LONG TERM DEVELOPMENT 3.0
Sport has the potential to have a long term positive impact on everyone’s lives and that its value goes beyond playing a game, health & exercise, and winning. Canadians value sport as a way to instill character and positive values in a way that is personally satisfying and that fosters stronger and more inclusive communities. Kids who participate in play and sport can not only gain the opportunity to participate in physical activity for life, but also to connect with positive role models, connect with the natural world, and a positive environment – which can all have significant long term benefits. – (CCES).
Power of Sport – Canadian Center for Ethics in Sport
1. Quality sport
Quality sport is a concept with asks us to strive to do better. It begins with good people, good places & good programs and is something we can continually strive to improve.
Good People; who are caring, safe,educated and knowledgeable, including; coaches, volunteers, officials, instructors, guardians, caregivers, leaders & partners.
Good Places; that create good feelings and are inclusive and welcoming, safe, fun, and fair.
Good Programs; that are safe, participant centred, progressive, challenging, well planned, & designed for meaningful competition with a long term perspective. These programs are also tailored to participants age and stage.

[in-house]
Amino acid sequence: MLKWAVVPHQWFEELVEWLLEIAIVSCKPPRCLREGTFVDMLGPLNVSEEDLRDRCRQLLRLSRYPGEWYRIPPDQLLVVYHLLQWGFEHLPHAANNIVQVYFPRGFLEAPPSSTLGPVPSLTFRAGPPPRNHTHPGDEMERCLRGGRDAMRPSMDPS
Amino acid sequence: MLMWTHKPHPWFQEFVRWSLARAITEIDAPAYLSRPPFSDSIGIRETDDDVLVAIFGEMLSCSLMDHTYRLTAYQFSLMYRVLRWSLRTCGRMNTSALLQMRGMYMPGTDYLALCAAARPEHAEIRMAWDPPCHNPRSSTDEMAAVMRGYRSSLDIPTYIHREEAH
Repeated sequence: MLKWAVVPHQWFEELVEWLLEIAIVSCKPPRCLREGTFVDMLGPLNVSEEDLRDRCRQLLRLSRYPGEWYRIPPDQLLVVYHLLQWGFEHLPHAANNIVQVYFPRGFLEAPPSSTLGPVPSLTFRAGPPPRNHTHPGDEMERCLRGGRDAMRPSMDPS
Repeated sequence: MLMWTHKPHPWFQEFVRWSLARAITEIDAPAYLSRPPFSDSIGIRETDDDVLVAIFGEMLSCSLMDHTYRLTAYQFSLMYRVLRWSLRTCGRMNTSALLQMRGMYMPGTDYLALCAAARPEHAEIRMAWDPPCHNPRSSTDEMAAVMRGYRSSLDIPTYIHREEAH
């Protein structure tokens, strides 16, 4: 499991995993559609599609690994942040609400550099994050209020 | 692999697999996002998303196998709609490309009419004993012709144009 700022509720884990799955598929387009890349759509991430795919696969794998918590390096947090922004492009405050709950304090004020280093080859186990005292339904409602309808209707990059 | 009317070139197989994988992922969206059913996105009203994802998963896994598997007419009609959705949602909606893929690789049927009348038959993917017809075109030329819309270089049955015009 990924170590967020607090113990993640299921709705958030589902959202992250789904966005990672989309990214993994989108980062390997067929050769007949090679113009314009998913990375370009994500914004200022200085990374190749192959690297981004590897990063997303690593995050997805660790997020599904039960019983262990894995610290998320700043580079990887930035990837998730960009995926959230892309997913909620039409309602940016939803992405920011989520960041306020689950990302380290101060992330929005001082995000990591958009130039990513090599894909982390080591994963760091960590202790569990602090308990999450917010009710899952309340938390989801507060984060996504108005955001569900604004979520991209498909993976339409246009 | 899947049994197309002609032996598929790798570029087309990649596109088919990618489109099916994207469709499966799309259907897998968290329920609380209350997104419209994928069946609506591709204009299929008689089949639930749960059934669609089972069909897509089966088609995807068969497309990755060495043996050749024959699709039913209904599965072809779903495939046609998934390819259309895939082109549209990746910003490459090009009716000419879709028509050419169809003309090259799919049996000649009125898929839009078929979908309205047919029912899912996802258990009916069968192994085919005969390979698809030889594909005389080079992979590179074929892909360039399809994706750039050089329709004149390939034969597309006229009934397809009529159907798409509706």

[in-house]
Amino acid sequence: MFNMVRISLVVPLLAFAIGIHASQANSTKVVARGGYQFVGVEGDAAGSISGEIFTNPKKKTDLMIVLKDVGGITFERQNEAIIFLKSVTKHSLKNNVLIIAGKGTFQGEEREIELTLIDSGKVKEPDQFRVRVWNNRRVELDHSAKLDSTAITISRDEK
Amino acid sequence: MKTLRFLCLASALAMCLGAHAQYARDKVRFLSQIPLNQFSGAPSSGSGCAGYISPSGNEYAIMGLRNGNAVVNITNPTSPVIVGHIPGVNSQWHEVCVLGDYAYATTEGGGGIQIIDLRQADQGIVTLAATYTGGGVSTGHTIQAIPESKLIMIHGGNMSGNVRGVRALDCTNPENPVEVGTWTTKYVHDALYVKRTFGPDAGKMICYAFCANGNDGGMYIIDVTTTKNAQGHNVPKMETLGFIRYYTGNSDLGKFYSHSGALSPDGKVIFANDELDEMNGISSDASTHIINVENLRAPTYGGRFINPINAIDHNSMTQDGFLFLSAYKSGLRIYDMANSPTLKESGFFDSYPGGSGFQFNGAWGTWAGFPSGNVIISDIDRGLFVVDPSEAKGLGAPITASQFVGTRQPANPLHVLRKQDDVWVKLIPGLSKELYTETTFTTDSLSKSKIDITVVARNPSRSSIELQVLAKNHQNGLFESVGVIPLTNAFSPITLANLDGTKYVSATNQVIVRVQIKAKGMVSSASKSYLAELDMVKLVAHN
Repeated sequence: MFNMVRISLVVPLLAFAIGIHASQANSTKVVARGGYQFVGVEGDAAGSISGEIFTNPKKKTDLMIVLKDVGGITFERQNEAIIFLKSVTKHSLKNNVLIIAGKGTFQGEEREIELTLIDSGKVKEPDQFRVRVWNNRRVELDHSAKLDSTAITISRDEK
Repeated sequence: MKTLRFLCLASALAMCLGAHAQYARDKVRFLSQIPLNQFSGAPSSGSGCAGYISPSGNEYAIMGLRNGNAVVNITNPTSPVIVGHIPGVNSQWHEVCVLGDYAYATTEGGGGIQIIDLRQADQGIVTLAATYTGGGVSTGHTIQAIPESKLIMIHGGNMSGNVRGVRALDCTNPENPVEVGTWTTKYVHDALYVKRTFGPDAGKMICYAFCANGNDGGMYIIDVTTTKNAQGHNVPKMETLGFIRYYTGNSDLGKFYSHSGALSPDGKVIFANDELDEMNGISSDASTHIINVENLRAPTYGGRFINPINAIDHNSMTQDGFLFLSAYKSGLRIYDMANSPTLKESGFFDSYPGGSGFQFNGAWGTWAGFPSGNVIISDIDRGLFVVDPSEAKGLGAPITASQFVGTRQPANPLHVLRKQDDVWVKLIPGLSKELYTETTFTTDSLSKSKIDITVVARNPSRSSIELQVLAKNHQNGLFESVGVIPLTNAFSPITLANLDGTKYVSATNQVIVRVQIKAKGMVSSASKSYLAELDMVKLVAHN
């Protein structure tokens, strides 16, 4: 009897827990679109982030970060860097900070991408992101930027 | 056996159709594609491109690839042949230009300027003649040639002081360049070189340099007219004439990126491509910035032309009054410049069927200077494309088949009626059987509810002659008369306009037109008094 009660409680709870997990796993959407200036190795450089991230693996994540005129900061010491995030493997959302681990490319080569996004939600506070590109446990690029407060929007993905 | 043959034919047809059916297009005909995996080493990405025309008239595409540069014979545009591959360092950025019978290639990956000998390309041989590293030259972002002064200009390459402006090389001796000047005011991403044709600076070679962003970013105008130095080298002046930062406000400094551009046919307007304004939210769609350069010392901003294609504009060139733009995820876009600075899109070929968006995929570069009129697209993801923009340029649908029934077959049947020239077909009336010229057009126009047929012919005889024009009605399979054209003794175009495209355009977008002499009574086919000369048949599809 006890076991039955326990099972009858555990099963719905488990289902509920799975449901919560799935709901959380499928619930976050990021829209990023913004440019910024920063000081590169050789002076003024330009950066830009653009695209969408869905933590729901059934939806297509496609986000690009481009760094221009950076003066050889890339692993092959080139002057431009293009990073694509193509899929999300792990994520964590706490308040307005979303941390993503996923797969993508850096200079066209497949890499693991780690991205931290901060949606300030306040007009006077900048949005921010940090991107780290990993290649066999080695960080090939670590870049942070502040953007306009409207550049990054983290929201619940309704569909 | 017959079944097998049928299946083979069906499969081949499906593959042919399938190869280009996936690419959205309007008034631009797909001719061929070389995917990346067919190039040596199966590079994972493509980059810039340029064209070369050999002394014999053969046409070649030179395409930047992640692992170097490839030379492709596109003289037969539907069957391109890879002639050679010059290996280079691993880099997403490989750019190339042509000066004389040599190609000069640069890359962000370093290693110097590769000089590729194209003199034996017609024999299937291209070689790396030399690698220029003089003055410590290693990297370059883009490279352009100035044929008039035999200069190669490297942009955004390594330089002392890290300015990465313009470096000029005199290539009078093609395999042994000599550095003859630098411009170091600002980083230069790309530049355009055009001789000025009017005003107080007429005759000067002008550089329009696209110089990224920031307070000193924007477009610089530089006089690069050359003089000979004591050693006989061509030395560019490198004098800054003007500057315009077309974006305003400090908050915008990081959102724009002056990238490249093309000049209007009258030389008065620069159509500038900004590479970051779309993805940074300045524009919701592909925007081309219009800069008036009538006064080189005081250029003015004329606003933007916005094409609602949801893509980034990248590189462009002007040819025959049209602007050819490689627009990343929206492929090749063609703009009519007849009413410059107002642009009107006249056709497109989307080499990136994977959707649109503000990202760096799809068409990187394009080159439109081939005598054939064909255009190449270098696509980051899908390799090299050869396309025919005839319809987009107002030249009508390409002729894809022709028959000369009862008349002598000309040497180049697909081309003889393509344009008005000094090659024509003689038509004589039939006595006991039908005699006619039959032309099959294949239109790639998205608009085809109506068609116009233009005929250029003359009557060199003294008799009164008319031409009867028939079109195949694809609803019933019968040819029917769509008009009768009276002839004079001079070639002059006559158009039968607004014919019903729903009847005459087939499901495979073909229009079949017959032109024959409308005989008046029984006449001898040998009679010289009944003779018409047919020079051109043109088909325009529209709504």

Across all paths in sport, the importance of positive culture & values is becoming increasingly apparent. For sailing programs in any context, working to create facilitative environments is important – environments which are both; in the challenge zone and have high expectations along with accountability, AND high support, enabling people to develop personally, promote learning and a growth mindset & build trust – places where individuals feel they can strive towards long term goals.
2. Long term “athlete” development to long term development in sailing
Previous “long term athlete development” frameworks were linear age and stage based progressions of skill development towards competitive success. While still committed to performance in competition, this project is about widening our perspective and illustrating and considering all the pathways available. It’s especially important because of sailing’s variety and the potential for people to be involved through their whole lives in different ways. There is no one definition of a sailor and we should support and appreciate all aspects of the sport.
3. Interconnected pathways
We all start by learning fundamental skills. As our fundamental skills develop, how we continue to participant in the sport is unique – no one has the same pathway or goals in sailing. Over time as we move through different stages of learning and life, many of us will want to participate in different aspects of the sport. Sailing is made up of interconnected pathways and an individual’s circumstances, experience and motivation shape how they engage with the sport. Regardless, development should be a long term process.